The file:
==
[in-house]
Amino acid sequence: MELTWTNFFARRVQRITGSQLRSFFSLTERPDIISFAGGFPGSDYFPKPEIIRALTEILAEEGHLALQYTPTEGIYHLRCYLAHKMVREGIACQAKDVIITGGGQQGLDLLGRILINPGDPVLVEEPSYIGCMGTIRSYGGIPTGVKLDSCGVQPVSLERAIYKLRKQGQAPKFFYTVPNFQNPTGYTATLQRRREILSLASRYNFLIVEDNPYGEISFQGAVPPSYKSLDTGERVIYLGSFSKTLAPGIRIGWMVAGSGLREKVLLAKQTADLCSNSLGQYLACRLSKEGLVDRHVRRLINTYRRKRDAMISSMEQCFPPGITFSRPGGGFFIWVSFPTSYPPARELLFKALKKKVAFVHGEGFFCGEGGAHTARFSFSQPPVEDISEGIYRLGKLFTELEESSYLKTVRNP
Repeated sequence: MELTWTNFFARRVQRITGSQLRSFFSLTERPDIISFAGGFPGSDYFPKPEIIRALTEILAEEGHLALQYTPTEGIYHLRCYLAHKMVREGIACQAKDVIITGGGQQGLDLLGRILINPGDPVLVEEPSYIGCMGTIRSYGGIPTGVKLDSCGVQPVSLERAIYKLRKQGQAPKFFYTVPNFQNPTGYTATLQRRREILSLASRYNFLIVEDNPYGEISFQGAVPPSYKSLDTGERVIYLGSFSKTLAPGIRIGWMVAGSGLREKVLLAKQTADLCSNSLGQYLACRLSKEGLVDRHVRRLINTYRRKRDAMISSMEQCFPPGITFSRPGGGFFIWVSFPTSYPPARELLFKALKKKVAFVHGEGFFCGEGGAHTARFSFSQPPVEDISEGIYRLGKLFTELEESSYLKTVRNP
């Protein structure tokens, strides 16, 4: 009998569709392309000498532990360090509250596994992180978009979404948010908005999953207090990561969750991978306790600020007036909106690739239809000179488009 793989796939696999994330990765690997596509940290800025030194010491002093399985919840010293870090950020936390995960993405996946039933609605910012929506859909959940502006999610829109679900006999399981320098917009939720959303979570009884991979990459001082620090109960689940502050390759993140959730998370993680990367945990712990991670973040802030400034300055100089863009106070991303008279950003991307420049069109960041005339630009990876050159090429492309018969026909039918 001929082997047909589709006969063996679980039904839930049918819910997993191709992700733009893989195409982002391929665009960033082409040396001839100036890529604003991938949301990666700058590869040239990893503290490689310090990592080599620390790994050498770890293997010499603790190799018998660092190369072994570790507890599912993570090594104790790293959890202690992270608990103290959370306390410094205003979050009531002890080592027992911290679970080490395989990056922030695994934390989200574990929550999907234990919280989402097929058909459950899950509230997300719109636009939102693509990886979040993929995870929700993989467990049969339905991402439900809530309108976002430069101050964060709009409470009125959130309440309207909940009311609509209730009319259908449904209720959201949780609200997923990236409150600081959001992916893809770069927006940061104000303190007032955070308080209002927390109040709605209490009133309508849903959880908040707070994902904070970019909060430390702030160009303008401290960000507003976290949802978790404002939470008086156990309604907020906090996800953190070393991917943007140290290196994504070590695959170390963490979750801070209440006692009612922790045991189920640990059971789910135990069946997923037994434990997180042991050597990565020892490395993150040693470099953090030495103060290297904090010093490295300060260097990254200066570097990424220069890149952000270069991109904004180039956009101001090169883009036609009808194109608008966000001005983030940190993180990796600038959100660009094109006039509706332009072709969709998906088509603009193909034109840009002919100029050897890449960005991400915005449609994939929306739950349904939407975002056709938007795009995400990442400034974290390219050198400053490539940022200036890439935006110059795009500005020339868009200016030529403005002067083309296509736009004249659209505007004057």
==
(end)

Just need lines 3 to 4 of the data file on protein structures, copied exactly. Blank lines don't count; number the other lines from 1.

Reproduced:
Repeated sequence: MELTWTNFFARRVQRITGSQLRSFFSLTERPDIISFAGGFPGSDYFPKPEIIRALTEILAEEGHLALQYTPTEGIYHLRCYLAHKMVREGIACQAKDVIITGGGQQGLDLLGRILINPGDPVLVEEPSYIGCMGTIRSYGGIPTGVKLDSCGVQPVSLERAIYKLRKQGQAPKFFYTVPNFQNPTGYTATLQRRREILSLASRYNFLIVEDNPYGEISFQGAVPPSYKSLDTGERVIYLGSFSKTLAPGIRIGWMVAGSGLREKVLLAKQTADLCSNSLGQYLACRLSKEGLVDRHVRRLINTYRRKRDAMISSMEQCFPPGITFSRPGGGFFIWVSFPTSYPPARELLFKALKKKVAFVHGEGFFCGEGGAHTARFSFSQPPVEDISEGIYRLGKLFTELEESSYLKTVRNP
């Protein structure tokens, strides 16, 4: 009998569709392309000498532990360090509250596994992180978009979404948010908005999953207090990561969750991978306790600020007036909106690739239809000179488009 793989796939696999994330990765690997596509940290800025030194010491002093399985919840010293870090950020936390995960993405996946039933609605910012929506859909959940502006999610829109679900006999399981320098917009939720959303979570009884991979990459001082620090109960689940502050390759993140959730998370993680990367945990712990991670973040802030400034300055100089863009106070991303008279950003991307420049069109960041005339630009990876050159090429492309018969026909039918 001929082997047909589709006969063996679980039904839930049918819910997993191709992700733009893989195409982002391929665009960033082409040396001839100036890529604003991938949301990666700058590869040239990893503290490689310090990592080599620390790994050498770890293997010499603790190799018998660092190369072994570790507890599912993570090594104790790293959890202690992270608990103290959370306390410094205003979050009531002890080592027992911290679970080490395989990056922030695994934390989200574990929550999907234990919280989402097929058909459950899950509230997300719109636009939102693509990886979040993929995870929700993989467990049969339905991402439900809530309108976002430069101050964060709009409470009125959130309440309207909940009311609509209730009319259908449904209720959201949780609200997923990236409150600081959001992916893809770069927006940061104000303190007032955070308080209002927390109040709605209490009133309508849903959880908040707070994902904070970019909060430390702030160009303008401290960000507003976290949802978790404002939470008086156990309604907020906090996800953190070393991917943007140290290196994504070590695959170390963490979750801070209440006692009612922790045991189920640990059971789910135990069946997923037994434990997180042991050597990565020892490395993150040693470099953090030495103060290297904090010093490295300060260097990254200066570097990424220069890149952000270069991109904004180039956009101001090169883009036609009808194109608008966000001005983030940190993180990796600038959100660009094109006039509706332009072709969709998906088509603009193909034109840009002919100029050897890449960005991400915005449609994939929306739950349904939407975002056709938007795009995400990442400034974290390219050198400053490539940022200036890439935006110059795009500005020339868009200016030529403005002067083309296509736009004249659209505007004057």